They briefed glass artist Over on what they wanted for their honey jars - a glass receptacle with a volcanic background that would encompass the message of the Central Plateau as well as being unique. Once the jars were in train, they also had to find artists to create the lids and sleeves.
The resulting products, de Geus says, are pieces of art.
"This is such a unique piece, it's like a painting. For us, it's more about creating a statement than the monetary value that's in it. The statement is about the artists, about the brand, working with people from the land that are creative. It's very important for us to tell that story and we wanted to show off our scientific knowledge by creating the most potent honey in the world."
With its hefty price tag, this honey was only going to ever appeal to a small group of very wealthy people. De Geus says Pinnamaneni has formed connections because of his vast experience in the honey industry, which led to a buyer.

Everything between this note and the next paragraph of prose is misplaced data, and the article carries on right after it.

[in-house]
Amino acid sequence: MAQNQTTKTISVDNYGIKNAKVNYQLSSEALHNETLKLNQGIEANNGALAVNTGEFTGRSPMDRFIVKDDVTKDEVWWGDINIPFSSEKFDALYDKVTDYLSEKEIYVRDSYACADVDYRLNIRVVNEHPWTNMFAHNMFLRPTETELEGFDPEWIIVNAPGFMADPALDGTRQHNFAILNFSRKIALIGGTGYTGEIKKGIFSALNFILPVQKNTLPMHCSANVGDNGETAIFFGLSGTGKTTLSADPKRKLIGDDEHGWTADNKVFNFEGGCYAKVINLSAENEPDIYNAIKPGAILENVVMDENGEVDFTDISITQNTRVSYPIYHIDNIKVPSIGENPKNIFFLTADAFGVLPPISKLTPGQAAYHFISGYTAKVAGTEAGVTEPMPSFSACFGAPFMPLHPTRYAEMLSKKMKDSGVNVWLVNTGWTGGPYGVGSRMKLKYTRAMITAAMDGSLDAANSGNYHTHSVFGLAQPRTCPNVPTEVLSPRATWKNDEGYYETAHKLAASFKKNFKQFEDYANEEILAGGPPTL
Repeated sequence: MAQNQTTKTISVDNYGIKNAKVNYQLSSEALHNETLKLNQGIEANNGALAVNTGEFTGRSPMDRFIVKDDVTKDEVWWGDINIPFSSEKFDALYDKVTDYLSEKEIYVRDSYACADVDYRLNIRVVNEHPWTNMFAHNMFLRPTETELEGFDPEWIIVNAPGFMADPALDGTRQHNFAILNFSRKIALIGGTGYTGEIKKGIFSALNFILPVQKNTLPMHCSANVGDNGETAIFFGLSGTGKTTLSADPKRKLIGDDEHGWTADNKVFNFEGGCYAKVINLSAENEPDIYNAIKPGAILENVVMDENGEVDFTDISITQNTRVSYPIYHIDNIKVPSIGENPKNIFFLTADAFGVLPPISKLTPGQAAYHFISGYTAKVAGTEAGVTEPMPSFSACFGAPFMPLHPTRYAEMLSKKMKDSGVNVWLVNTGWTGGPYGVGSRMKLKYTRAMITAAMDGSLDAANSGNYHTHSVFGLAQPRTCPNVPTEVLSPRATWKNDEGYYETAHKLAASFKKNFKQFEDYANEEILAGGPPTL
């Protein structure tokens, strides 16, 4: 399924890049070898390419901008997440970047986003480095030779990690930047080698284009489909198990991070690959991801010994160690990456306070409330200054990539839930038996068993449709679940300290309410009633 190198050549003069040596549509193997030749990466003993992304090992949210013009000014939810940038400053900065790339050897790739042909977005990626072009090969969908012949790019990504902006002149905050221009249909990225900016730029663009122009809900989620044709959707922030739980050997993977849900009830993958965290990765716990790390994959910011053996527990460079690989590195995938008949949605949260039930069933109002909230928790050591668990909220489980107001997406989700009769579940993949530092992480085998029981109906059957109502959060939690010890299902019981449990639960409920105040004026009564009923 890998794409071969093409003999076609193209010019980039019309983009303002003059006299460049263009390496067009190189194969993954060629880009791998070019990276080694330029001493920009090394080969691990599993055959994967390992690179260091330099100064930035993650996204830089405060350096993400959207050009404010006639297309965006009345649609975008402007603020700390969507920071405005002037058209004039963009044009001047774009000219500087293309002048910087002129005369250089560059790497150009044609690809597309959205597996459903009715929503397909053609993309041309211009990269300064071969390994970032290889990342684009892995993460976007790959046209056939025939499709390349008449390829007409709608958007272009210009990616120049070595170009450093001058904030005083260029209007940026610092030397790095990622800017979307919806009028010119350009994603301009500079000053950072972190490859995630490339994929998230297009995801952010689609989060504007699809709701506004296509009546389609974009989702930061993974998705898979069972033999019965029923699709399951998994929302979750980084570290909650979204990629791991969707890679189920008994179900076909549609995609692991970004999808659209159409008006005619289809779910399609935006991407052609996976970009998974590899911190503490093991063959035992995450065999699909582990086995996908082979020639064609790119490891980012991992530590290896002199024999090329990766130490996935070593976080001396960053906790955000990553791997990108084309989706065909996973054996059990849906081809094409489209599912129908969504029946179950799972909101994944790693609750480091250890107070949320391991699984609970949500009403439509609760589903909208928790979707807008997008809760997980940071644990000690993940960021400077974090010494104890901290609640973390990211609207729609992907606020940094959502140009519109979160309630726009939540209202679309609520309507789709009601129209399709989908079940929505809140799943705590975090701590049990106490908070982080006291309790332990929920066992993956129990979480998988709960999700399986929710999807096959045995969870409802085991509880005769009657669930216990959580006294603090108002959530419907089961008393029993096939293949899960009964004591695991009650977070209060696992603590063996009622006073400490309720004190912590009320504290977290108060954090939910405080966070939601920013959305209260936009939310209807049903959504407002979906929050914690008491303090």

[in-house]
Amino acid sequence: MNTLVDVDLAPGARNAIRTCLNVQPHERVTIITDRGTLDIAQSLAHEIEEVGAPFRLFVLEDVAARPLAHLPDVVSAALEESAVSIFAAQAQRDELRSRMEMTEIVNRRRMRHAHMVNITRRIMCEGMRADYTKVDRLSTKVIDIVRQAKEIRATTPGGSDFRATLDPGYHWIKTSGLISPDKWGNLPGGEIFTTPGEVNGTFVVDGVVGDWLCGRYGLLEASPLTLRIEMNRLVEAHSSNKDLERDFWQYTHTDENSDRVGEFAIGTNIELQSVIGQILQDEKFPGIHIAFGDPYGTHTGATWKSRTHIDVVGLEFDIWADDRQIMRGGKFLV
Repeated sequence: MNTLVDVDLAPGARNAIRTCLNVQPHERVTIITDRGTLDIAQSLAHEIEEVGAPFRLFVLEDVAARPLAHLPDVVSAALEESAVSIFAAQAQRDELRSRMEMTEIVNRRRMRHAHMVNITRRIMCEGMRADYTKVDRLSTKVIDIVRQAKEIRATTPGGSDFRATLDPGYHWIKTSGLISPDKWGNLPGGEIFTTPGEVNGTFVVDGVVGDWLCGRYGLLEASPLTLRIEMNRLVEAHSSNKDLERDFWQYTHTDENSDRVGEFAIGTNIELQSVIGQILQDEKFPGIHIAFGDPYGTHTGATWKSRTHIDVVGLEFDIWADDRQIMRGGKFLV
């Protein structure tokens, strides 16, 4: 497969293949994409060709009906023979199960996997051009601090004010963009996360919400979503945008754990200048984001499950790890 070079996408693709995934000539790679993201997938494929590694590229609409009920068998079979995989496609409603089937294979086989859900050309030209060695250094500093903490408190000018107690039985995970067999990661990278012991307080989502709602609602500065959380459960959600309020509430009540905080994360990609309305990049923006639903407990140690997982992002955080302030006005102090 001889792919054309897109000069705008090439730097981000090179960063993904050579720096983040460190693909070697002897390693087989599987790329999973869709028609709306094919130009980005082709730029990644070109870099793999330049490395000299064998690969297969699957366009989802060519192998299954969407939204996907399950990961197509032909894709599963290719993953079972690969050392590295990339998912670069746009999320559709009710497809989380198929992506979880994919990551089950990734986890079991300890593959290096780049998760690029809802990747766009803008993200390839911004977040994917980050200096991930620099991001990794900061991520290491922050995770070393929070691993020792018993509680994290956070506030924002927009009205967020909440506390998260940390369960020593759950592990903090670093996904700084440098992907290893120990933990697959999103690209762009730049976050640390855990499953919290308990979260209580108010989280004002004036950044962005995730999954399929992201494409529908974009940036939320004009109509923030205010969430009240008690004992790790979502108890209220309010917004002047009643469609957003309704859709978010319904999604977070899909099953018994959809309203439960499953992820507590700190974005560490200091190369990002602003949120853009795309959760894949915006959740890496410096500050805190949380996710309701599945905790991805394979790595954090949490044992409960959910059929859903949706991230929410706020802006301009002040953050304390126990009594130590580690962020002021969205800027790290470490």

Govindaraju says the bulk of the money from the premium honey project is staying within the Central Plateau, not only with Zealandia but also with the artists and extra involvement from people like filmmaker Joel Corbett who shot a series of videos to accompany the honey's release.
What made the premium honey release really complicated was that the finishing touches had to be done during the alert level 4 lockdown. Over was able to finish glass blowing the last of the 130 jars required just before the lockdown took effect.
As an essential business, Zealandia was able to move the glass from point to point and Govindaraju and de Geus were part of each other's bubbles which allowed them to work together. When they were unable to source some things - such as the laser cutting for the steel sleeves - they improvised. De Geus bought a laser cutter and did the work himself, saying he loves that sort of task anyway.
It was a stressful time all round with a short eight-week timeline to come up with a concept, create the components and put the finished product together, made more complicated by the level 4 and level 3 lockdown. But, they did it and the product left New Zealand in early May.
"It's a good feeling," de Geus says. "Zealandia is about collaboration.
"Everything is handcrafted. Nothing can be bought off the shelf, not even the rubber seals for the lids which all had to be done individually to fit."
© Laurilee McMichael - Taupo & Turangi Weekender 2020